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Biggest winner at Olympics? Influenza

A flu going around Nagano has struck the athletes' Village, sickening about 200 people and forcing at least two athletes to pull out of the games.

The flu forced top German figure skater Tanja Szewczenko to withdraw Sunday from competition, after she was bed-ridden for five days with a high fever. It also prevented Norwegian speedskater Adne Sondral, gold medalist in the 1,500 meters, from skating in the 1,000.Canadian pairs figure skaters Marie-Claude Savard-Gagnon and Luc Bradet both caught the flu, said Janet Ames, chief medical officer for the Canadian team. Savard-Gagnon couldn't finish her routine, and the 1997 Canadian champions ended up in 16th place in the competition Tuesday.

No athletes on the U.S. team have been affected, but two coaches got the flu.

Through Thursday, the infirmary at the Olympic Village, where more than 3,000 athletes and officials are staying, had received 750 visits. Of those, 212 were for cold-like symptoms, and 61 people had a 99-degree fever or worse, doctors said.

In a mid-games report, the International Olympic Committee's medical commission said those treated for upper respiratory problems, including athletes, media and other staff, totaled 1,482.

ENOUGH ALREADY: The U.S. Olympic Committee's marketing chief would like to see a change in the way CBS is showing commercials during the Winter Olympics.

John Krimsky, the USOC's deputy secretary general and managing director for business affairs, says the telecasts are overrun with commercials that interrupt the flow of sports events for viewers.

"We recognize that the commercial networks have a right and a need to recoup the amounts they pay to the International Olympic Committee for rights fees," he said. "We just suggest that the networks perhaps should rethink the number of commercial breaks."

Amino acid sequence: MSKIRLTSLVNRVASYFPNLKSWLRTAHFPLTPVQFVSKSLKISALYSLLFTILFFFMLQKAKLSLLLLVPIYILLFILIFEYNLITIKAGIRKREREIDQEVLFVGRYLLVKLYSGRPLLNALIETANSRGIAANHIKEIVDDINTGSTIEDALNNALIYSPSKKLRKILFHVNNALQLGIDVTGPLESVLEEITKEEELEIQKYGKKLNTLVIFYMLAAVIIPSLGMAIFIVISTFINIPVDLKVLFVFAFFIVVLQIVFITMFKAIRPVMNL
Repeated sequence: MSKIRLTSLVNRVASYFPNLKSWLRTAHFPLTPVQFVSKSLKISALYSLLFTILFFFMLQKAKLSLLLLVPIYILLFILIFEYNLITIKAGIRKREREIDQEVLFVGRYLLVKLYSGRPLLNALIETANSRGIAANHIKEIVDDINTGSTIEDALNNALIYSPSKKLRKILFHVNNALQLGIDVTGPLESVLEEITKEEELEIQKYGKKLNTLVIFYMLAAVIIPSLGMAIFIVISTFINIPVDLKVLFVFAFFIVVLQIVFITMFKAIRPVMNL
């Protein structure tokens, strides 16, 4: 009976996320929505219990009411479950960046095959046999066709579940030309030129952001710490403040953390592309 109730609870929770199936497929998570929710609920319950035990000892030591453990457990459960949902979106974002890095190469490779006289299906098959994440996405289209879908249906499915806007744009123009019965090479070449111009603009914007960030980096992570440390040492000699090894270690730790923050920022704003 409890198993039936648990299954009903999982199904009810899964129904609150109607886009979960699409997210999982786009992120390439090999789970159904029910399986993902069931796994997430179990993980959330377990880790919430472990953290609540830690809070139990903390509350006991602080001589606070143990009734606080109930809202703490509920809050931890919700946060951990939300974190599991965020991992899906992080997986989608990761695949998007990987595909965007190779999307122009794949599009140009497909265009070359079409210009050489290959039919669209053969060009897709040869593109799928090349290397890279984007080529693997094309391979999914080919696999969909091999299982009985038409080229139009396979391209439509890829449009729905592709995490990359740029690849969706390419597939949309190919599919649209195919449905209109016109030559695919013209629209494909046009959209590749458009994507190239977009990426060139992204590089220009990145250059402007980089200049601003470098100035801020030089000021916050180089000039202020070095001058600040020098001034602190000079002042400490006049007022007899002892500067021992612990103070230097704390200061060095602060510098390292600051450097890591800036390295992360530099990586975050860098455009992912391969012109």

Krimsky said the USOC's Internet site has received more than 400 e-mails criticizing the amount of commercial time in the CBS Olympic shows.

However, Krimsky praised CBS' overall coverage of the Nagano Games. He said he was especially impressed with the network's graphics and flexibility in the face of repeated weather delays.

A LITTLE SOMETHING FOR THE EFFORT: The head of the International Olympic Committee met with a group representing the thousands of volunteers at the Nagano Games.

Juan Antonio Samaranch gave each of the 25 representatives a thank-you pin Sunday.

"I have to tell you the Olympic movement is very pleased and happy with the organizations," he told the group.

"I'm sure at the end of the games, we will give to these games what they deserve," he said, alluding to the tradition of praising the just-completed games as the best ever.

GOOD CROWDS: The first half of the Nagano Olympics drew 668,000 spectators.

Ko Yamaguchi, spokesman for the Nagano Olympic organizing committee, said ticket sales continued to be strong. Of the 58 events scheduled in the final week, 42 are sold out.

He said reimbursements for tickets unused due to the postponement of events were unlikely to have a big impact on the organizing committee's budget.

The games opened Feb. 7 and will run through Feb. 22.

TARA TAKES TO THE VILLAGE: How relaxed is Tara Lipinski?

The 15-year-old world champion figure skater says her Olympic training sessions are going well and she's having a ball in the athletes' village.

Normally, she would have headed back to the village between practice sessions. But Sunday, with less than two hours until her second session, Lipinski pulled out a needle and continued sewing a pillow.

She has been among the most amiable of athletes since getting here and has been seen at the arena for nearly every competitive session, seated with other American athletes.

"I'm glad I did it," Lipinski said. "I wouldn't want to come to this like it was worlds, or stay in a hotel or not come to opening ceremonies."

Lipinski will stay in her mother's hotel room Tuesday and Thursday, the nights before her short program and free skate.